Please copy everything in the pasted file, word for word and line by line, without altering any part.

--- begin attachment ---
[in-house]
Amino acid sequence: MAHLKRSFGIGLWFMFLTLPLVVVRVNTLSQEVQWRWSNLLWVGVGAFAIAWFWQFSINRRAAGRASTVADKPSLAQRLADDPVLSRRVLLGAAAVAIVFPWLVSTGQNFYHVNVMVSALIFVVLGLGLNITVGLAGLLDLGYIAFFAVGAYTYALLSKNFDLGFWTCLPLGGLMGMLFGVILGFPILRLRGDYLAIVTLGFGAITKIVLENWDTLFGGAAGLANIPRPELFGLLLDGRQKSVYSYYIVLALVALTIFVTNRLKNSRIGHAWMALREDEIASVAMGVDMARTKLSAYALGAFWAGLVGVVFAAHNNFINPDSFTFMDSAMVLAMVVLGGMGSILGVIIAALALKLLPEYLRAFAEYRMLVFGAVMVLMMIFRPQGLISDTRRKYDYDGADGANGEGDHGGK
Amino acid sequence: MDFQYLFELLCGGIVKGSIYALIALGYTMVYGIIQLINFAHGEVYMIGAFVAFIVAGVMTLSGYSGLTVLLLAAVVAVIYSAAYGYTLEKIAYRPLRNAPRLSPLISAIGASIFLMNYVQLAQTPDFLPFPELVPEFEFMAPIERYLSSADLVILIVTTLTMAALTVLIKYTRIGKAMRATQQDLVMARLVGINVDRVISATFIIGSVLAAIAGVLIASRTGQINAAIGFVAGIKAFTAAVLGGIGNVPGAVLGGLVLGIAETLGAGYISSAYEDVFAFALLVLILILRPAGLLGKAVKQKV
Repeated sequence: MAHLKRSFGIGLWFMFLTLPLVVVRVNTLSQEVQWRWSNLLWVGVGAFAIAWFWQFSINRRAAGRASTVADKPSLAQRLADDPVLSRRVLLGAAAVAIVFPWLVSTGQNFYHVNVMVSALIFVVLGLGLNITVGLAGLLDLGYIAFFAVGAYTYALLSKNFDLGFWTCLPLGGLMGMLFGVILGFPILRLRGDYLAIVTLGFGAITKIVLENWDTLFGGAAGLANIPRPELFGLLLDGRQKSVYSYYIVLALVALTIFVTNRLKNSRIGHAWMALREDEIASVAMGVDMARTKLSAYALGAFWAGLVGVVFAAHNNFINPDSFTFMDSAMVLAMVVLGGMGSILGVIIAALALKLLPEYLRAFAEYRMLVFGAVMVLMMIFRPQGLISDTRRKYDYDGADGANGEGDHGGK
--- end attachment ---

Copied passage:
[in-house]
Amino acid sequence: MAHLKRSFGIGLWFMFLTLPLVVVRVNTLSQEVQWRWSNLLWVGVGAFAIAWFWQFSINRRAAGRASTVADKPSLAQRLADDPVLSRRVLLGAAAVAIVFPWLVSTGQNFYHVNVMVSALIFVVLGLGLNITVGLAGLLDLGYIAFFAVGAYTYALLSKNFDLGFWTCLPLGGLMGMLFGVILGFPILRLRGDYLAIVTLGFGAITKIVLENWDTLFGGAAGLANIPRPELFGLLLDGRQKSVYSYYIVLALVALTIFVTNRLKNSRIGHAWMALREDEIASVAMGVDMARTKLSAYALGAFWAGLVGVVFAAHNNFINPDSFTFMDSAMVLAMVVLGGMGSILGVIIAALALKLLPEYLRAFAEYRMLVFGAVMVLMMIFRPQGLISDTRRKYDYDGADGANGEGDHGGK
Amino acid sequence: MDFQYLFELLCGGIVKGSIYALIALGYTMVYGIIQLINFAHGEVYMIGAFVAFIVAGVMTLSGYSGLTVLLLAAVVAVIYSAAYGYTLEKIAYRPLRNAPRLSPLISAIGASIFLMNYVQLAQTPDFLPFPELVPEFEFMAPIERYLSSADLVILIVTTLTMAALTVLIKYTRIGKAMRATQQDLVMARLVGINVDRVISATFIIGSVLAAIAGVLIASRTGQINAAIGFVAGIKAFTAAVLGGIGNVPGAVLGGLVLGIAETLGAGYISSAYEDVFAFALLVLILILRPAGLLGKAVKQKV
Repeated sequence: MAHLKRSFGIGLWFMFLTLPLVVVRVNTLSQEVQWRWSNLLWVGVGAFAIAWFWQFSINRRAAGRASTVADKPSLAQRLADDPVLSRRVLLGAAAVAIVFPWLVSTGQNFYHVNVMVSALIFVVLGLGLNITVGLAGLLDLGYIAFFAVGAYTYALLSKNFDLGFWTCLPLGGLMGMLFGVILGFPILRLRGDYLAIVTLGFGAITKIVLENWDTLFGGAAGLANIPRPELFGLLLDGRQKSVYSYYIVLALVALTIFVTNRLKNSRIGHAWMALREDEIASVAMGVDMARTKLSAYALGAFWAGLVGVVFAAHNNFINPDSFTFMDSAMVLAMVVLGGMGSILGVIIAALALKLLPEYLRAFAEYRMLVFGAVMVLMMIFRPQGLISDTRRKYDYDGADGANGEGDHGGK